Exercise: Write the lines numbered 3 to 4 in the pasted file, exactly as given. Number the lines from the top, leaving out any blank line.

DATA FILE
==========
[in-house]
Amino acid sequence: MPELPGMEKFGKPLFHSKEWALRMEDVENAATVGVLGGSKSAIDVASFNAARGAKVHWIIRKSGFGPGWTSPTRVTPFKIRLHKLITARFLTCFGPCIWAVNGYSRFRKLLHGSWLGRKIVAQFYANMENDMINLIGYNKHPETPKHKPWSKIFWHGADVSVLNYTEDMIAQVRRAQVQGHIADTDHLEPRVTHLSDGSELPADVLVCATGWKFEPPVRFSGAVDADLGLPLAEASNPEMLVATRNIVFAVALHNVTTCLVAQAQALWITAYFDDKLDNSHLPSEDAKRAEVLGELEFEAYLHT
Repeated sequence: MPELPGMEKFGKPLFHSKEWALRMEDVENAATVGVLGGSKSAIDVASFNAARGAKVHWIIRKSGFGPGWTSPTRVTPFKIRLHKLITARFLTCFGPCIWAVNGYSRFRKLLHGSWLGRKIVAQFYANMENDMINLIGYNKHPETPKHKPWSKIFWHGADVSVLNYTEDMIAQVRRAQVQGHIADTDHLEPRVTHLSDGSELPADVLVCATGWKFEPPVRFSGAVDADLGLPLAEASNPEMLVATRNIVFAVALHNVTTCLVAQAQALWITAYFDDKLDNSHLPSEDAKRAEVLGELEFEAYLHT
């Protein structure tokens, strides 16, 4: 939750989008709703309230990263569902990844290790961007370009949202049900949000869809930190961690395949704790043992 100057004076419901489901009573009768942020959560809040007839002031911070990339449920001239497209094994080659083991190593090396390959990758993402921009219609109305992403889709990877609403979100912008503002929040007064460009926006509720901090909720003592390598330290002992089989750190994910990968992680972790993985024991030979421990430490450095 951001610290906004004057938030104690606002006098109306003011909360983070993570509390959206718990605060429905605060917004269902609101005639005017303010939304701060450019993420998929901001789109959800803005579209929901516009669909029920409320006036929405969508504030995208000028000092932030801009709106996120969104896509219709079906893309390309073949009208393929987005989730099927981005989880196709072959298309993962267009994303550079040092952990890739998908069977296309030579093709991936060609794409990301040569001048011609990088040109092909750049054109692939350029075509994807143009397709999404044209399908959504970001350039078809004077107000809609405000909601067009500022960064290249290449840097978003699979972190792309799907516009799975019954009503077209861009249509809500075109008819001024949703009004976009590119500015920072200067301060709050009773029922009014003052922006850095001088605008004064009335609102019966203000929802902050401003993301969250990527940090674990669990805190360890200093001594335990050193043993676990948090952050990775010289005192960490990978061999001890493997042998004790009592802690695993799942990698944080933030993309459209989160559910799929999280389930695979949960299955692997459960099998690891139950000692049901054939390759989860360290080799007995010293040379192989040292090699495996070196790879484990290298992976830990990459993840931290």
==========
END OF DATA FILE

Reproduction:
Repeated sequence: MPELPGMEKFGKPLFHSKEWALRMEDVENAATVGVLGGSKSAIDVASFNAARGAKVHWIIRKSGFGPGWTSPTRVTPFKIRLHKLITARFLTCFGPCIWAVNGYSRFRKLLHGSWLGRKIVAQFYANMENDMINLIGYNKHPETPKHKPWSKIFWHGADVSVLNYTEDMIAQVRRAQVQGHIADTDHLEPRVTHLSDGSELPADVLVCATGWKFEPPVRFSGAVDADLGLPLAEASNPEMLVATRNIVFAVALHNVTTCLVAQAQALWITAYFDDKLDNSHLPSEDAKRAEVLGELEFEAYLHT
């Protein structure tokens, strides 16, 4: 939750989008709703309230990263569902990844290790961007370009949202049900949000869809930190961690395949704790043992 100057004076419901489901009573009768942020959560809040007839002031911070990339449920001239497209094994080659083991190593090396390959990758993402921009219609109305992403889709990877609403979100912008503002929040007064460009926006509720901090909720003592390598330290002992089989750190994910990968992680972790993985024991030979421990430490450095 951001610290906004004057938030104690606002006098109306003011909360983070993570509390959206718990605060429905605060917004269902609101005639005017303010939304701060450019993420998929901001789109959800803005579209929901516009669909029920409320006036929405969508504030995208000028000092932030801009709106996120969104896509219709079906893309390309073949009208393929987005989730099927981005989880196709072959298309993962267009994303550079040092952990890739998908069977296309030579093709991936060609794409990301040569001048011609990088040109092909750049054109692939350029075509994807143009397709999404044209399908959504970001350039078809004077107000809609405000909601067009500022960064290249290449840097978003699979972190792309799907516009799975019954009503077209861009249509809500075109008819001024949703009004976009590119500015920072200067301060709050009773029922009014003052922006850095001088605008004064009335609102019966203000929802902050401003993301969250990527940090674990669990805190360890200093001594335990050193043993676990948090952050990775010289005192960490990978061999001890493997042998004790009592802690695993799942990698944080933030993309459209989160559910799929999280389930695979949960299955692997459960099998690891139950000692049901054939390759989860360290080799007995010293040379192989040292090699495996070196790879484990290298992976830990990459993840931290």